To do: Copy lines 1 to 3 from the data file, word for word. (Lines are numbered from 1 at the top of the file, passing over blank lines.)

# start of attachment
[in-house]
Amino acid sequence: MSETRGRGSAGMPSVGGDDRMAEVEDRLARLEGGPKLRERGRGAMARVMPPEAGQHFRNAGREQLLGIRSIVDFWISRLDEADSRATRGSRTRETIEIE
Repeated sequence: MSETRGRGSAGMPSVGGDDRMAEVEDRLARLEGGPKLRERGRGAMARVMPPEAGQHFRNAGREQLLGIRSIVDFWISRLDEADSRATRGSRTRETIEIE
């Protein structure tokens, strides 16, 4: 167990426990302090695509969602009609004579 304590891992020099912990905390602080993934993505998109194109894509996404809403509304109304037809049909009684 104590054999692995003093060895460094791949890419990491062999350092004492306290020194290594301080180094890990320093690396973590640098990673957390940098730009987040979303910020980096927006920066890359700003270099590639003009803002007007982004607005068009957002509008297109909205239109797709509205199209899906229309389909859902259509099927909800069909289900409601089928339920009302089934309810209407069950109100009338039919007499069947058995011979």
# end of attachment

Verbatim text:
[in-house]
Amino acid sequence: MSETRGRGSAGMPSVGGDDRMAEVEDRLARLEGGPKLRERGRGAMARVMPPEAGQHFRNAGREQLLGIRSIVDFWISRLDEADSRATRGSRTRETIEIE
Repeated sequence: MSETRGRGSAGMPSVGGDDRMAEVEDRLARLEGGPKLRERGRGAMARVMPPEAGQHFRNAGREQLLGIRSIVDFWISRLDEADSRATRGSRTRETIEIE